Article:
One thing that people quickly realize about me is that I hate lots of things. Partly that’s because I tend to be very critical, partly because I am a little too candid for my own good, partly because here in Middle America the scale starts at “it’s okay…” when people talk about the worst thing in the world. Usually this isn’t a huge deal. I warn people, they understand. A few weeks go by and they realize they didn’t really understand, but eventually we settle on some good compromise where we each understand what we mean.
But even within that shared understanding, there are ranges. If I say I hate brain freeze, or cancer everyone nods and says “yeah, they’re the worst!”. If I say I hate leafy vegetables or Tom Hanks movies (except for Apollo 13), people kind of give me the side-eye but go along with it.
The worst is when I say I hate code reviews.
Pretty much everyone in earshot reflexively reaches for the nearest pitchfork. Then they look at each other to wordlessly agree who will be the one to engage. Then comes the usual argument:
“Come on Matt, code reviews are super useful! They catch bugs. They make sure people are writing good, legible code. They help make better code since the reviewer can offer suggestions. They help spread knowledge, both of the codebase and various tips-and-tricks that each individual knows. They can help make sure people write tests and documentation. They make sure nobody is putting backdoors in the code… How can you possibly hate that?”
That is all true.
And I hate it.
The reason I hate your code review process isn’t because of the value it provides, but because of the cost it incurs.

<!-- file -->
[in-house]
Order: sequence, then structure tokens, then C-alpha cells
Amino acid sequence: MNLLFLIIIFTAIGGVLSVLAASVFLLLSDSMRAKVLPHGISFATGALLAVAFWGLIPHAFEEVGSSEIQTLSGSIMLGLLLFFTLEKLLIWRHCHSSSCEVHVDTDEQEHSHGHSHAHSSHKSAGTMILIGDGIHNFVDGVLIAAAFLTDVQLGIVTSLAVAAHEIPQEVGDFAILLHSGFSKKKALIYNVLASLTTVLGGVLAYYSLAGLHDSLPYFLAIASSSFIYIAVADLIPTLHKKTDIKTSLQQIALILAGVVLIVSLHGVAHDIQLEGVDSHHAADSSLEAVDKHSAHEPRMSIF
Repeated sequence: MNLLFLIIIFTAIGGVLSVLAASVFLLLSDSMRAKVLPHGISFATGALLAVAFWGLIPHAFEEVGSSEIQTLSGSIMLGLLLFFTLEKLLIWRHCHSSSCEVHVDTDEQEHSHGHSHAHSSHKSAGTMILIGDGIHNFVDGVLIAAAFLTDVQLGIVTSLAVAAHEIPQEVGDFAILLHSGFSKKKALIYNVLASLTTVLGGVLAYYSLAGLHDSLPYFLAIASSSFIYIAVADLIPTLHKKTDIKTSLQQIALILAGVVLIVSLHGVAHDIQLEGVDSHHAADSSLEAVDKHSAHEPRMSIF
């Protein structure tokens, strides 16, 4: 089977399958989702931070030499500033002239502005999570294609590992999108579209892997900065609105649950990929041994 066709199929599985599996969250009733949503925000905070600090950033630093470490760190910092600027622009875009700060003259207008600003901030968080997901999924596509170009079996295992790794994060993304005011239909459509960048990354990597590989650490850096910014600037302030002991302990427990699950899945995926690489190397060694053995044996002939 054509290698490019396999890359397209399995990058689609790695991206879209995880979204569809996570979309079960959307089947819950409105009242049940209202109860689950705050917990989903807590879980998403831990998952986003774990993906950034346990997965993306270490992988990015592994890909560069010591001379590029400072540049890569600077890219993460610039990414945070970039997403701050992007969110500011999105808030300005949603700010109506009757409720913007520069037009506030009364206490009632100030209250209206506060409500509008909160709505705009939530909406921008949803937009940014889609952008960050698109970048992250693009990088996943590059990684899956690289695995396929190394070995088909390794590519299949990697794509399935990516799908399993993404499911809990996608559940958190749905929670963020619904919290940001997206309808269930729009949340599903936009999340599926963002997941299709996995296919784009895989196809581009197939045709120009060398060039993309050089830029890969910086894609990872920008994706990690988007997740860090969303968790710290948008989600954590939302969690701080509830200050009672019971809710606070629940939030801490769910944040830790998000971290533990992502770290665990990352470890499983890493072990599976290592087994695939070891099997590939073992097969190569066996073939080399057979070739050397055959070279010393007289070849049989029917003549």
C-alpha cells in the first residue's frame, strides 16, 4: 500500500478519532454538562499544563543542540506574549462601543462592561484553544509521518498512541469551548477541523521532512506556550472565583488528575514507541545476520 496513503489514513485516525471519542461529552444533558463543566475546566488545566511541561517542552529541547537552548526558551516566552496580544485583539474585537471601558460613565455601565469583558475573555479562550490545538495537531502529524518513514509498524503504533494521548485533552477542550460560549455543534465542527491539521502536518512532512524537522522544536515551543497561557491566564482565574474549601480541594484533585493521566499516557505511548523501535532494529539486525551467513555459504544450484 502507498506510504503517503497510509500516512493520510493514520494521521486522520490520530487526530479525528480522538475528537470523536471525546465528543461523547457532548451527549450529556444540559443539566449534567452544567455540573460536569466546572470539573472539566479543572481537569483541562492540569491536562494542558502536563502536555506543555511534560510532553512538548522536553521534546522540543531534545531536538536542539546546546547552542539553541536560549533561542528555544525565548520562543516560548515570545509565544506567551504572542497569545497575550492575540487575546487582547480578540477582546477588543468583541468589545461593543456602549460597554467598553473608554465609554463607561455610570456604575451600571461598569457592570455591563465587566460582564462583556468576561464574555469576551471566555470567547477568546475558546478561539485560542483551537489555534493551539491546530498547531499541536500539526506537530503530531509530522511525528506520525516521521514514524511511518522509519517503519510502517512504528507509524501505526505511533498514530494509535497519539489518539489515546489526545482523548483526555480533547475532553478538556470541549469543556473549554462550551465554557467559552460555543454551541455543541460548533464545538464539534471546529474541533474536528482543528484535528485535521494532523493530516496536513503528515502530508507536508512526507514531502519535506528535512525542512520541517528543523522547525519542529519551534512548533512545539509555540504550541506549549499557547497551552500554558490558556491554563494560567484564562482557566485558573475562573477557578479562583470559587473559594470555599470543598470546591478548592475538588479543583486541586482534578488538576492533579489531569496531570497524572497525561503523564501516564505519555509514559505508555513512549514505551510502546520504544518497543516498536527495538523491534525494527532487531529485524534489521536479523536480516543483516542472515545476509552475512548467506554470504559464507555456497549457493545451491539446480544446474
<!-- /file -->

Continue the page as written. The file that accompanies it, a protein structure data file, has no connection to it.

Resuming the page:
Take the “it catches bugs” argument for example. It’s commonly accepted that the earlier you find a bug, the cheaper it is to fix. Code reviews necessarily occur after the code has already been written. Any bug found is found after the programmer has done a bunch of work to implement the thing. Other techniques like pre-coding design discussions or (*shudder*) pair programming do a better job at identifying the sort of bugs caught in code review earlier in the process.
Beyond that, code review is a labor intensive way of finding bugs. This guide suggests 300–500 LOC/hr as a target. My workplace uses a complexity measure to estimate code review times, and generally suggests about 10 minutes for a run-of-the-mill change in any run-of-the-mill general purpose programming language. Like any other manual QA effort, the benefits are only gained once. If your goal is to find bugs, that time would almost certainly be better spent on automated quality checks like unit tests or static analysis or performance benchmarking which can provide continuous benefits as the codebase evolves.
Another common argument is code review as a learning mechanism. The idea here is that reviewing code helps spread knowledge about how to do things and how the codebase is structured. Yet most code review processes are individual affairs. A single reviewer might learn about a particular trick, or a certain class within the codebase but the knowledge is spread chaotically based on who does the reviews. Group reviews help this problem, but cost even more since everyone gets pulled into the review meeting and are forced to review at a fixed pace. At that point, why not just have dedicated training? Deliberate teaching does a better job at spreading knowledge to the whole team.